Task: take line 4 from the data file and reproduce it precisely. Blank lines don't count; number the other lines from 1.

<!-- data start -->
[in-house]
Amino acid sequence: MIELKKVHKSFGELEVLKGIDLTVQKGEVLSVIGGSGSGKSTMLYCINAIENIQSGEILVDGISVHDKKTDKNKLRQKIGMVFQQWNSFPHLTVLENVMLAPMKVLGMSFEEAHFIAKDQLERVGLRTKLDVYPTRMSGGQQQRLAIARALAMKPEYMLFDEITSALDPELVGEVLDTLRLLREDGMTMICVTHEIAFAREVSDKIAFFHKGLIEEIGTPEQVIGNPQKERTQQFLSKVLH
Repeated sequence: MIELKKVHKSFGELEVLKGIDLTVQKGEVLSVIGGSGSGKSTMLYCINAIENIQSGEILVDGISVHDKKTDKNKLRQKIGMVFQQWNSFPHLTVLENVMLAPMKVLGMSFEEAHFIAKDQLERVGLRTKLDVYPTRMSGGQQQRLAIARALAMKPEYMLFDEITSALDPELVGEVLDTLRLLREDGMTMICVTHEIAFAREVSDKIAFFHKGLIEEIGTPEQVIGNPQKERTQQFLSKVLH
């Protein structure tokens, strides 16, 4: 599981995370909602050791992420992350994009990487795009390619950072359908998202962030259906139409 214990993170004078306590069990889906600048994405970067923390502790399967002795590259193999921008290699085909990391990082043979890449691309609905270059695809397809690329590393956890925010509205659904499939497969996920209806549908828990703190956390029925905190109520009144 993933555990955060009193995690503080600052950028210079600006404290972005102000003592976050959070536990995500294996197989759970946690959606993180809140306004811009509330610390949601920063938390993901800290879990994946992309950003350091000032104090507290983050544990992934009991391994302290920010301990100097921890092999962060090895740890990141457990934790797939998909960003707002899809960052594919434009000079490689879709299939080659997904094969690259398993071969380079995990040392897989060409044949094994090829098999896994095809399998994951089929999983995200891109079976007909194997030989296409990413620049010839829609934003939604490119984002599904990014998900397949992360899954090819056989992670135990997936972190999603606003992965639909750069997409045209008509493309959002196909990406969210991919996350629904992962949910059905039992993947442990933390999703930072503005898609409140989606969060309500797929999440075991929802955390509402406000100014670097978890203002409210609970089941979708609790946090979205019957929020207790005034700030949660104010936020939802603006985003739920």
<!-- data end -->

């Protein structure tokens, strides 16, 4: 599981995370909602050791992420992350994009990487795009390619950072359908998202962030259906139409 214990993170004078306590069990889906600048994405970067923390502790399967002795590259193999921008290699085909990391990082043979890449691309609905270059695809397809690329590393956890925010509205659904499939497969996920209806549908828990703190956390029925905190109520009144 993933555990955060009193995690503080600052950028210079600006404290972005102000003592976050959070536990995500294996197989759970946690959606993180809140306004811009509330610390949601920063938390993901800290879990994946992309950003350091000032104090507290983050544990992934009991391994302290920010301990100097921890092999962060090895740890990141457990934790797939998909960003707002899809960052594919434009000079490689879709299939080659997904094969690259398993071969380079995990040392897989060409044949094994090829098999896994095809399998994951089929999983995200891109079976007909194997030989296409990413620049010839829609934003939604490119984002599904990014998900397949992360899954090819056989992670135990997936972190999603606003992965639909750069997409045209008509493309959002196909990406969210991919996350629904992962949910059905039992993947442990933390999703930072503005898609409140989606969060309500797929999440075991929802955390509402406000100014670097978890203002409210609970089941979708609790946090979205019957929020207790005034700030949660104010936020939802603006985003739920």